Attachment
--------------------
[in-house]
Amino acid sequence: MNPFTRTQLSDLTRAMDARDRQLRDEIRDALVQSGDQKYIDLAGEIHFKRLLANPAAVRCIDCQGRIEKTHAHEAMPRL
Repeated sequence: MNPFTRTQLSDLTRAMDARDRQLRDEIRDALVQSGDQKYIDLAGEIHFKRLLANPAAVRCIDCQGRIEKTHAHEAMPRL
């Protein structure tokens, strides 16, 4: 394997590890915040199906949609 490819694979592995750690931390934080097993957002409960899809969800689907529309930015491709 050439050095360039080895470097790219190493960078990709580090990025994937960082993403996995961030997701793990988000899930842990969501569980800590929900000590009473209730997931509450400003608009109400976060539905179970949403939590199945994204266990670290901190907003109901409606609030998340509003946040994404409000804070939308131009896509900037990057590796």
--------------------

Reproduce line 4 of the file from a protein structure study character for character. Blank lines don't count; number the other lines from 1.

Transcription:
């Protein structure tokens, strides 16, 4: 394997590890915040199906949609 490819694979592995750690931390934080097993957002409960899809969800689907529309930015491709 050439050095360039080895470097790219190493960078990709580090990025994937960082993403996995961030997701793990988000899930842990969501569980800590929900000590009473209730997931509450400003608009109400976060539905179970949403939590199945994204266990670290901190907003109901409606609030998340509003946040994404409000804070939308131009896509900037990057590796």